- The overall quality of care across all services in the last three months of life was rated by 44% of respondents as outstanding or excellent.
- Respondents of those who died of cancer in their own home rated the quality of care most highly (63%).
- Being shown dignity and respect by staff was highest in hospices (84% ‘always’ for hospice doctors and 82% for hospice nurses) and lowest in hospitals (59% ‘always’ for hospital doctors and 52% for hospital nurses).
- For those who expressed a preference, the majority preferred to die at home (81%), although only half of these actually died at home (49%). The most commonly reported place of death was a hospital (52%).
- Two-thirds of respondents (64%) reported that no decisions had been made about care which the patient would not have wanted. However, 17% of respondents said yes to this question.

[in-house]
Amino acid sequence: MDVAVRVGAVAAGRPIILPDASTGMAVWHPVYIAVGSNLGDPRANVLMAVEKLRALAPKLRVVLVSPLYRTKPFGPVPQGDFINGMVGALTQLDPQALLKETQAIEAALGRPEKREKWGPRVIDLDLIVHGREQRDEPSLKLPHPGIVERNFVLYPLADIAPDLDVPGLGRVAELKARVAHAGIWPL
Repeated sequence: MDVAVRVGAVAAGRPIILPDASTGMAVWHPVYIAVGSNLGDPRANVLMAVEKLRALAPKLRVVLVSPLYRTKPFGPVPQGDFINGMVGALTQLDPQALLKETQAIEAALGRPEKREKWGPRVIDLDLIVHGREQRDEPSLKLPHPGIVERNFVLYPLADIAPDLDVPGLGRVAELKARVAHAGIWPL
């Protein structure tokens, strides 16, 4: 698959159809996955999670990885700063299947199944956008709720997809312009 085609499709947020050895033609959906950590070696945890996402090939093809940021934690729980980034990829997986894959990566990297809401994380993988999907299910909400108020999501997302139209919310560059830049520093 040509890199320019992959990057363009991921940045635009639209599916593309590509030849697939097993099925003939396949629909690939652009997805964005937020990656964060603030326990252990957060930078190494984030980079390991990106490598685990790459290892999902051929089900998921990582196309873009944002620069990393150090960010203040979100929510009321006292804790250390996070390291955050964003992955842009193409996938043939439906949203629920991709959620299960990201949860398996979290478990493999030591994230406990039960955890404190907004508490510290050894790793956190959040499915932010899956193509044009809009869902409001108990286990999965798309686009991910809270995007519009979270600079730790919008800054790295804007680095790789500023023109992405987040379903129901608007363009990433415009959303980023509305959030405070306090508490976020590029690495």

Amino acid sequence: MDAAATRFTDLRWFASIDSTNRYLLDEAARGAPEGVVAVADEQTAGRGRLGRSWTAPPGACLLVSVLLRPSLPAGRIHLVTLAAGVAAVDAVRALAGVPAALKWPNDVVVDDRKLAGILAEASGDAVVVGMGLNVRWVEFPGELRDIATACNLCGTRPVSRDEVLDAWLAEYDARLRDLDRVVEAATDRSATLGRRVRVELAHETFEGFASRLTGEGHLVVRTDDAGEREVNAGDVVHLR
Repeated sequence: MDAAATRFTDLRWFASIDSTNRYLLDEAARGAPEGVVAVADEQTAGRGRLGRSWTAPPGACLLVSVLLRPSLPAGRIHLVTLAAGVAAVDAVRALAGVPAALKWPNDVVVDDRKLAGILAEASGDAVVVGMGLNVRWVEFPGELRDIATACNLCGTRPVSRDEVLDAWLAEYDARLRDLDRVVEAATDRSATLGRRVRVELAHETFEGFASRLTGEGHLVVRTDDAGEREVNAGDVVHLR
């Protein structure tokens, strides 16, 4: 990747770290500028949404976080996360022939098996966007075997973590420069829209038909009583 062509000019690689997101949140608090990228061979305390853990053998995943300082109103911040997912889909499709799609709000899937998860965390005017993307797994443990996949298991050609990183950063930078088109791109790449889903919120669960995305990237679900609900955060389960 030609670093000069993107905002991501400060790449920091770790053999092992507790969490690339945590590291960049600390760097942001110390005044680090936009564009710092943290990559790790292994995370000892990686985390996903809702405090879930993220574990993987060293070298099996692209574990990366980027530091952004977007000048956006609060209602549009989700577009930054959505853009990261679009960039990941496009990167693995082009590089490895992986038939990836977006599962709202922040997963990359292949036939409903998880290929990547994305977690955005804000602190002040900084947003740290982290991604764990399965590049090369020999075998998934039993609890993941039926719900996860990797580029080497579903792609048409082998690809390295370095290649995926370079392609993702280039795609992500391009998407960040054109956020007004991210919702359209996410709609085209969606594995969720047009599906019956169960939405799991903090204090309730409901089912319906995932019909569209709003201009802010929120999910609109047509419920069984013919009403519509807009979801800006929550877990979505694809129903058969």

The National Bereavement Survey (VOICES) is conducted by the Office for National Statistics on behalf of the Department of Health. The aims of the survey are to assess the quality of care delivered in the last three months of life for adults who died in England and to assess variations in the quality of care delivered in different parts of the country and to different groups of patients.